Near Fort Oglethorpe in Catoosa County, Georgia — The American South (South Atlantic)
Battery A, 1st Ohio Light Artillery
— Johnson's Division —
1st Ohio Light
Erected 1894 by the State of Ohio. (Marker Number MT-914.)
Topics. This historical marker is listed in these topic lists: Parks & Recreational Areas • War, US Civil. A significant historical date for this entry is September 19, 1863.
Location. 34° 55.44′ N, 85° 15.142′ W. Marker is near Fort Oglethorpe, Georgia, in Catoosa County. Marker can be reached from Battleline Road south of Alexander Bridge Road when traveling east. This marker is located in the National Military Park that preserves the site of the Chickamauga Battlefield, and is situated along a secondary park hiking trail, that branches off from a primary park hiking trail, that runs east from Battleline Road, starting at the Texas State Monument. Touch for map. Marker is in this post office area: Fort Oglethorpe GA 30742, United States of America. Touch for directions.
Other nearby markers. At least 8 other markers are within walking distance of this marker. Willich's Brigade (about 500 feet away, measured in a direct line); 49th Ohio Infantry (about 500 feet away); 1st Ohio Infantry Dodge's Brigade (about 700 feet away); Cleburne's Division (approx. 0.2 miles away); Scogin's Georgia Battery (approx. 0.2 miles away); a different marker also named Scogin's Georgia Battery (approx. 0.2 miles away); 1st and 27th Tennessee Infantry (approx. 0.2 miles away). Touch for a list and map of all markers in Fort Oglethorpe.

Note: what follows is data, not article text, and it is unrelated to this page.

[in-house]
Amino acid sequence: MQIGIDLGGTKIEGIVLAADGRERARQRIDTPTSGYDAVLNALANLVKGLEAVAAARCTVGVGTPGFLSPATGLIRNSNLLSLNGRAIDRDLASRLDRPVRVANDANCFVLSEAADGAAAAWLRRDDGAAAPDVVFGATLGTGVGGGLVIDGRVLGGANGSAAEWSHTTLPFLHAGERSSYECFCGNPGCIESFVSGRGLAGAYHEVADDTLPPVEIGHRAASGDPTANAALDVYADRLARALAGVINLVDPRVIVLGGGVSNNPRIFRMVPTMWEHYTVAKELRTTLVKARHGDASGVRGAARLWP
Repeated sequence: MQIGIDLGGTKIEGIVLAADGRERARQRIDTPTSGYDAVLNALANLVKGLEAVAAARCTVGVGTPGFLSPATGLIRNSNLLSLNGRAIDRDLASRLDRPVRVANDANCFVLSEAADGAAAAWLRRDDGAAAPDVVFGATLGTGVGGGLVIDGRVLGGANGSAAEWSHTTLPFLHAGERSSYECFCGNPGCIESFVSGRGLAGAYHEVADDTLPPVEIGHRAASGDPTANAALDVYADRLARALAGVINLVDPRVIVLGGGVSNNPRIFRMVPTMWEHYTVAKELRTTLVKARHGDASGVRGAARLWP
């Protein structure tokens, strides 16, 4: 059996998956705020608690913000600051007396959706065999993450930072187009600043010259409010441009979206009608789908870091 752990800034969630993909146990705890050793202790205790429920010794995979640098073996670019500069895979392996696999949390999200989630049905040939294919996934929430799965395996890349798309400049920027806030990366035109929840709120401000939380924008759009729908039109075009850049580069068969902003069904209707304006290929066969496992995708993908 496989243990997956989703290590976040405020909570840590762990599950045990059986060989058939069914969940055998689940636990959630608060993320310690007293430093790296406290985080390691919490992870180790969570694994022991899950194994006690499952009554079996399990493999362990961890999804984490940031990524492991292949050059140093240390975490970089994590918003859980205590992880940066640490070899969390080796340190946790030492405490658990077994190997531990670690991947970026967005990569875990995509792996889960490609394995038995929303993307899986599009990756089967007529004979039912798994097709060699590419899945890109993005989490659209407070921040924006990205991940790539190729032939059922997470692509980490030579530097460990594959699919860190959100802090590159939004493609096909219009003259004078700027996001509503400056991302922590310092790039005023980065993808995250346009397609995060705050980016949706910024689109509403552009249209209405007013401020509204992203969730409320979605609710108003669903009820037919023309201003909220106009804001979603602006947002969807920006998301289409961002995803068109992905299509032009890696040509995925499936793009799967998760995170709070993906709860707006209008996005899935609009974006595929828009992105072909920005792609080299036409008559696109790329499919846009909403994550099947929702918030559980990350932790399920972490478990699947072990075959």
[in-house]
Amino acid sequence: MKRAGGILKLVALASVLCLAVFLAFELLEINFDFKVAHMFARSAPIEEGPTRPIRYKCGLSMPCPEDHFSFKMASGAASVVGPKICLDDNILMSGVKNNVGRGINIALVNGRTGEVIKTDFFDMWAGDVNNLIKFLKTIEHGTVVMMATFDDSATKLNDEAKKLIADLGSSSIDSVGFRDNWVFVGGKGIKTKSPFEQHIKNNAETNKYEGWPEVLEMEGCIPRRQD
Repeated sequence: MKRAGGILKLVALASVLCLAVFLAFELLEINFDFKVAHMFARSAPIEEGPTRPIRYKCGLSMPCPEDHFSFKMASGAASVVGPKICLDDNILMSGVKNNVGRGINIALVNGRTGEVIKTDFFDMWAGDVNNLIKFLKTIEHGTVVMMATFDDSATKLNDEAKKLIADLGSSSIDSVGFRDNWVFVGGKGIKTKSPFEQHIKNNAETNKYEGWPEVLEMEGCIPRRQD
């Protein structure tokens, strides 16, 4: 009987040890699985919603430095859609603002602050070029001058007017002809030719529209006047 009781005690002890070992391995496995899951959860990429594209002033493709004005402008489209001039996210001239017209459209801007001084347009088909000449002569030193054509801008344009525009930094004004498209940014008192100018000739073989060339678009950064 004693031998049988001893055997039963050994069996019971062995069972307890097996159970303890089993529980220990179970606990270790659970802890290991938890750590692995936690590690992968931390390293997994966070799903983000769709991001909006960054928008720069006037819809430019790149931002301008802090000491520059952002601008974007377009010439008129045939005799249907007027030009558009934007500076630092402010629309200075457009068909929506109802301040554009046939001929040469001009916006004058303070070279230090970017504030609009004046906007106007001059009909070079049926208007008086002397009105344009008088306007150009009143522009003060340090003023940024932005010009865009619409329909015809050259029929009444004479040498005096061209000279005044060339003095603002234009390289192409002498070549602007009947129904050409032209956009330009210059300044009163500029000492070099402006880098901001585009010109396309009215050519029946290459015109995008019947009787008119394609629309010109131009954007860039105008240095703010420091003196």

More about this marker. I used the "Chickamauga Battlefield" map, that I purchased at the Chickamauga and Chattanooga National Military Park, Visitor Center, to determine both the marker number for this marker and the marker's location in relation to the rest of the park's monuments, markers, and tablets. According to the map it provides the, "numerical listing of all monuments, markers, and tablets on the Chickamauga Battlefield (using the Chick-Chatt NMP Monument Numbering System).”
According to the description information provided by the National Park Service, this marker is, “A 1'6" x 1'6" x 3' high granite obelisk with a raised letter inscription. ..."
With regards to the location of this marker, my experience was that it was difficult to find, because the secondary park trail that led to this marker was not well maintained. In fact, I couldn't even tell that there was a trail. So this marker is located within view of the south side of the primary park hiking trail, but during the summer months at least (which is when I visited this site), it is greatly obscured by the summer foliage. So much so that I missed it completely my first time down the trail, and almost missed it again on my return trip along the trail.
Credits. This page was last revised on October 16, 2020. It was originally submitted on September 2, 2019, by Dale K. Benington of Toledo, Ohio. This page has been viewed 100 times since then and 17 times this year. Photos: 1, 2, 3, 4, 5. submitted on September 2, 2019, by Dale K. Benington of Toledo, Ohio.